A New Era in Glutathione Therapy

Lactobacillus fermentum ME-3:
A New Era in Glutathione Therapy

Ross Pelton, RPh, PhD, CCN
June 2017

In 1995, group of scientists were testing a wide range of Lactobacillus bacteria for antioxidant activity. While most failed, a strain named Lactobacillus fermentum ME-3 exhibited extremely strong antioxidant activity. Further testing revealed that Lactobacillus fermentum ME-3, which is often just called ME-3, was found to synthesize glutathione. Glutathione is a tripeptide amino acid that is made in every cell throughout the body.

This article will discuss the discovery and scientific research on Lactobacillus fermentum ME-3 and review the functions of glutathione, including recent studies which suggest that glutathione is an effective and reliable biomarker of aging.

Since glutathione’s antioxidant activity is crucial for every cell in the body, the discovery of a strain of probiotic bacteria that could synthesize glutathione and boost glutathione levels in humans has significant health and medical implications.

The history of the discovery of L. fermentum ME-3 began in 1994, when joint research study was initiated between the University of Linkoping in Sweden and the University of Tartu in Estonia. The purpose of this collaboration was to examine associations between allergies and intestinal microbiota in two comparative populations: Estonians with a low prevalence and Swedes with a high prevalence of allergy. As part of this study, on March 2, 1995, Professor Marika Mikelsaar isolated five strains of Lactobacillus fermentum from the intestinal tract of a healthy one-year old Estonian child. Overall, more than 200 human strains of Lactobacillus bacteria were collected for this study.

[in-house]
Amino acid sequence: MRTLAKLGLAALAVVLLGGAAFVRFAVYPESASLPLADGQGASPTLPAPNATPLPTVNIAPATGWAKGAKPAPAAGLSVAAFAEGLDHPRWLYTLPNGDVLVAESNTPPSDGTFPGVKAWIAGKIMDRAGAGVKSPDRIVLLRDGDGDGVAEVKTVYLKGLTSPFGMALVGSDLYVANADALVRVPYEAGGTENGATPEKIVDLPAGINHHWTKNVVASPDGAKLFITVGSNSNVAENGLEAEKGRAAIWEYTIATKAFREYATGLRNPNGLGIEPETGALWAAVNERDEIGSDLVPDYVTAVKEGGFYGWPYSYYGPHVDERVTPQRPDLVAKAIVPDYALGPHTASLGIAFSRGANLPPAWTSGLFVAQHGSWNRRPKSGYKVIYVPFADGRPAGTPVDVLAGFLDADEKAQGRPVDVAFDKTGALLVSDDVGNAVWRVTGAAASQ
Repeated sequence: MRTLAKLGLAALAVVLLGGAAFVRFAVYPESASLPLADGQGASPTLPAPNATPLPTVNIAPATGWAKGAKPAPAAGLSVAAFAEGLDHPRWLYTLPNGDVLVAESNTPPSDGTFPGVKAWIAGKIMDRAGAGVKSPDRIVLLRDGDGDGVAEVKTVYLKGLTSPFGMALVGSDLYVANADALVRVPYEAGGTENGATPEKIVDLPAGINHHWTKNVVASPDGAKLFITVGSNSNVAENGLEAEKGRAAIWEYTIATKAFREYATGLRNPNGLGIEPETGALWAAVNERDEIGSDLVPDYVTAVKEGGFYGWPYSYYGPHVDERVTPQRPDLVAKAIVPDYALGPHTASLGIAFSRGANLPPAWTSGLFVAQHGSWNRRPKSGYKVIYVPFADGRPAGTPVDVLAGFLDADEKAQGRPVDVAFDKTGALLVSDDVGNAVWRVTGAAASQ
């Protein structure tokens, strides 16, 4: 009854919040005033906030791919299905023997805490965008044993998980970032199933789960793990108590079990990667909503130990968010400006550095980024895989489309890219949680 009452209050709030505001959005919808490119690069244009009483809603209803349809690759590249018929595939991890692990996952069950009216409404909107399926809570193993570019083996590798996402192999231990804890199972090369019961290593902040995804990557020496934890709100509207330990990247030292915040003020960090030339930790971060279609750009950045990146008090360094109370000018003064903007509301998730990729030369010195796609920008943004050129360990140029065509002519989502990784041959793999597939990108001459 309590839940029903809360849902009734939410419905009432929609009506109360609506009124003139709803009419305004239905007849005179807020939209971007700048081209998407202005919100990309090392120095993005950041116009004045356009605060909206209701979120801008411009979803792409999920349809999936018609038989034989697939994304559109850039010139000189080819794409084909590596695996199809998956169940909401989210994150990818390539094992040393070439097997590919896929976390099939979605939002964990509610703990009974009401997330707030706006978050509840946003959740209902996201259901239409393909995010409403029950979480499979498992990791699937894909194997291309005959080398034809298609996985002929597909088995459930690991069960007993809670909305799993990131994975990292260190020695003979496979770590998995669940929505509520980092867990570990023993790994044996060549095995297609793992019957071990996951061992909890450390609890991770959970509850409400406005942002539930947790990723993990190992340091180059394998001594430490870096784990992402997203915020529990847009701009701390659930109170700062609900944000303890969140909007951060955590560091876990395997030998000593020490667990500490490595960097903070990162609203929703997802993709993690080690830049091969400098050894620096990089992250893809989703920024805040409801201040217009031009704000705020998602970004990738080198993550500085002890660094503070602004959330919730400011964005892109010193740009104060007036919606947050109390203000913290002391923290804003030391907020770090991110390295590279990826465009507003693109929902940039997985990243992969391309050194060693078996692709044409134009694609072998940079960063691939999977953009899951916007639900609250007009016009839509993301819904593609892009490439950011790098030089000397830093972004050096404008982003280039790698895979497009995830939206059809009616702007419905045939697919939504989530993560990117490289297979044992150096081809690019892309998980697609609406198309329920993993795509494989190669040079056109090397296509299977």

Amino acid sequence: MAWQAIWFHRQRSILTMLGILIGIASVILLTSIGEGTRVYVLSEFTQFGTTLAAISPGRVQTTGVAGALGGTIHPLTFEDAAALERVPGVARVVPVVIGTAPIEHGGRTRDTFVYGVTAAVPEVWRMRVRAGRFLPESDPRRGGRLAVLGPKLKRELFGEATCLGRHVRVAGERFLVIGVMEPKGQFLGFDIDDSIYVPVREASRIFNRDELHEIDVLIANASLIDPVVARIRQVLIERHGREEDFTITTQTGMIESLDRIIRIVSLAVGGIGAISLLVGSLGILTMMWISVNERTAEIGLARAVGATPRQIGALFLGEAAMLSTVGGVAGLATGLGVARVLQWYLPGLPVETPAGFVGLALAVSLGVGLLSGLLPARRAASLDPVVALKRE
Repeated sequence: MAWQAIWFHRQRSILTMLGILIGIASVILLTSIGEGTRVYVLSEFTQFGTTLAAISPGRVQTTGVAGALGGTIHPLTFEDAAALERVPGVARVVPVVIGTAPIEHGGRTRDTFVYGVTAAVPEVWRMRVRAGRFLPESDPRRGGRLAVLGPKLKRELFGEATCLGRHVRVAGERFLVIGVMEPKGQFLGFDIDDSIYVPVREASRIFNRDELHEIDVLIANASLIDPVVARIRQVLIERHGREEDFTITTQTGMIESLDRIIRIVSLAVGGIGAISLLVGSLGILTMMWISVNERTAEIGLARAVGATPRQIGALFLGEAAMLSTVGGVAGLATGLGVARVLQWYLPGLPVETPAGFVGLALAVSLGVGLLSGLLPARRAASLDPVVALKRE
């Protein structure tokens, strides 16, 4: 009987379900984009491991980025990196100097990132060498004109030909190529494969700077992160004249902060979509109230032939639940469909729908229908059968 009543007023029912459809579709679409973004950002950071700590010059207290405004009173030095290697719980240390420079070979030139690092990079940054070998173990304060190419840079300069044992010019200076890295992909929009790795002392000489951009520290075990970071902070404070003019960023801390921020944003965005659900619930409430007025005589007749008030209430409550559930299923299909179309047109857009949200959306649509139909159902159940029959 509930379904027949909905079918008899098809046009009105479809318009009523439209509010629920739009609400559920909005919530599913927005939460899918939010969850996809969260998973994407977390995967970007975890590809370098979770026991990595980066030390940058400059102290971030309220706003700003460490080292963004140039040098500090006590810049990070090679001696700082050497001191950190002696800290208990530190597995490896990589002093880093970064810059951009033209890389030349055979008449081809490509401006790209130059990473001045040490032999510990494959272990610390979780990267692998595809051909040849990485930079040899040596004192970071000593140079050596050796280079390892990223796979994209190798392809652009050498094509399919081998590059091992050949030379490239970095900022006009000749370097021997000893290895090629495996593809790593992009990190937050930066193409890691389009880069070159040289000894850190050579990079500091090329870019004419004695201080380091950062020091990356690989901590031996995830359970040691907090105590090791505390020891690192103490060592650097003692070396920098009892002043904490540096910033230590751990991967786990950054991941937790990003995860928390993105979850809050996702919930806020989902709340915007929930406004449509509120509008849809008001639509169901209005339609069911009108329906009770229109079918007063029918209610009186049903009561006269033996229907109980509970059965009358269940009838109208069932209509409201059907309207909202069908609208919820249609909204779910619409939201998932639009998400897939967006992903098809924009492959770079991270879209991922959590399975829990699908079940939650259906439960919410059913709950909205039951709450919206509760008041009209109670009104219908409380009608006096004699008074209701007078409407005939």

In 1996, the Dutch company MONA engaged the University of Tartu to test both the MONA and the University of Tartu’s department of microbiology’s collection of Lactobacillus acidophilus strains for antioxidant properties. There was significant disappointment when none of the L. acidophilus strains exhibited good antioxidant activity. However, upon testing the lactobacilli strains from the previous Swedish/Estonian study, it was discovered that the Lactobacillus fermentum ME-3 strain isolated from one of the Estonian children exhibited extremely high antioxidant activity.

Initial studies showed that Lactobacillus fermentum ME-3 bacteria contain glutathione. Subsequent investigation revealed that ME-3 bacteria do not just contain glutathione; the bacteria are actively synthesizing glutathione. Follow-up studies revealed that ME-3 boosts glutathione via three independent mechanisms: synthesis, transport, and redox recycling. Thus, in addition to synthesizing glutathione, ME-3 is also able to extract glutathione from the surrounding environment, and it can recycle oxidized or “used up” glutathione back to its active or reduced form. Consequently, scientists are calling Lactobacillus fermentum ME-3 “A Complete Glutathione System” and emphasize that nothing previously has been found to have the capability of boosting glutathione levels by three different mechanisms at the same time.